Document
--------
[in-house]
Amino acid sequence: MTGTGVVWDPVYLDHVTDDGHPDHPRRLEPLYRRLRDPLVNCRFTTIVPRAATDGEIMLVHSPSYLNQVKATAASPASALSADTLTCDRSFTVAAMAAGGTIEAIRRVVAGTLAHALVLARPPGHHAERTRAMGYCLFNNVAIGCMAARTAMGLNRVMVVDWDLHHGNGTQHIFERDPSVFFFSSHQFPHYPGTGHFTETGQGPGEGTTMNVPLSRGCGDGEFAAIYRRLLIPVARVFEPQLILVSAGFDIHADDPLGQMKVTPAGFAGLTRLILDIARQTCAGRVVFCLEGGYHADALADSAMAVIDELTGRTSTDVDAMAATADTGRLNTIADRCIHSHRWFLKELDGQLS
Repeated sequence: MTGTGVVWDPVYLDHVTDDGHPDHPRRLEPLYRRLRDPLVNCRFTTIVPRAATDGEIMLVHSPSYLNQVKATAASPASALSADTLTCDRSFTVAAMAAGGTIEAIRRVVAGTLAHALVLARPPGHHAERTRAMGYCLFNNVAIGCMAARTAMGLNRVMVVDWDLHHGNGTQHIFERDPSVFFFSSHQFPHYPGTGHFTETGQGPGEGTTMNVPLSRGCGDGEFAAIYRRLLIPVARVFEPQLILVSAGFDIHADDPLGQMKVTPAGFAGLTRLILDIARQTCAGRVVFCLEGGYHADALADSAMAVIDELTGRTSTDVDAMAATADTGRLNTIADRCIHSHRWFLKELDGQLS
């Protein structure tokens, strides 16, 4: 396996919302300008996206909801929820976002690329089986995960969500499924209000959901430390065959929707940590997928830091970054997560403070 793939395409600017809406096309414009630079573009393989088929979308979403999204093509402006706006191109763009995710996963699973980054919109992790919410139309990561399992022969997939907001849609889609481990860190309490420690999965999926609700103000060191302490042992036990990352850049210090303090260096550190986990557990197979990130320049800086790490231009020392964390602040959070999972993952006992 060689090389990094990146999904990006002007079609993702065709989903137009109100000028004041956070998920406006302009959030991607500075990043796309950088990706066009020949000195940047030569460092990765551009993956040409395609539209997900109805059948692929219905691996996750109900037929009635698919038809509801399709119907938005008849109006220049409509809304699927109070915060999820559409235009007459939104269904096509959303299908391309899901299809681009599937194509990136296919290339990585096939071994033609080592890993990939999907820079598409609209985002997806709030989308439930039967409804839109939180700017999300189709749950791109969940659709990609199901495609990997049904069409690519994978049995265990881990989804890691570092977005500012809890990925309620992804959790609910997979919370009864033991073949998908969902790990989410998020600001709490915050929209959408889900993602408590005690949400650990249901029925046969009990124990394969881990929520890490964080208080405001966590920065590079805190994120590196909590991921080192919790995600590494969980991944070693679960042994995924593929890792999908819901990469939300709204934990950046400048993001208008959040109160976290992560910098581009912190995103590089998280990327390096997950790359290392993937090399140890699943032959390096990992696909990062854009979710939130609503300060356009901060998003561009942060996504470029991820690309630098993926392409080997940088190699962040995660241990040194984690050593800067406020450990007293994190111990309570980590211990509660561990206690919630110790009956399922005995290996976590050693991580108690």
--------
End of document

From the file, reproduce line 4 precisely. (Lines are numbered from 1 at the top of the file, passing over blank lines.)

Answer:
């Protein structure tokens, strides 16, 4: 396996919302300008996206909801929820976002690329089986995960969500499924209000959901430390065959929707940590997928830091970054997560403070 793939395409600017809406096309414009630079573009393989088929979308979403999204093509402006706006191109763009995710996963699973980054919109992790919410139309990561399992022969997939907001849609889609481990860190309490420690999965999926609700103000060191302490042992036990990352850049210090303090260096550190986990557990197979990130320049800086790490231009020392964390602040959070999972993952006992 060689090389990094990146999904990006002007079609993702065709989903137009109100000028004041956070998920406006302009959030991607500075990043796309950088990706066009020949000195940047030569460092990765551009993956040409395609539209997900109805059948692929219905691996996750109900037929009635698919038809509801399709119907938005008849109006220049409509809304699927109070915060999820559409235009007459939104269904096509959303299908391309899901299809681009599937194509990136296919290339990585096939071994033609080592890993990939999907820079598409609209985002997806709030989308439930039967409804839109939180700017999300189709749950791109969940659709990609199901495609990997049904069409690519994978049995265990881990989804890691570092977005500012809890990925309620992804959790609910997979919370009864033991073949998908969902790990989410998020600001709490915050929209959408889900993602408590005690949400650990249901029925046969009990124990394969881990929520890490964080208080405001966590920065590079805190994120590196909590991921080192919790995600590494969980991944070693679960042994995924593929890792999908819901990469939300709204934990950046400048993001208008959040109160976290992560910098581009912190995103590089998280990327390096997950790359290392993937090399140890699943032959390096990992696909990062854009979710939130609503300060356009901060998003561009942060996504470029991820690309630098993926392409080997940088190699962040995660241990040194984690050593800067406020450990007293994190111990309570980590211990509660561990206690919630110790009956399922005995290996976590050693991580108690």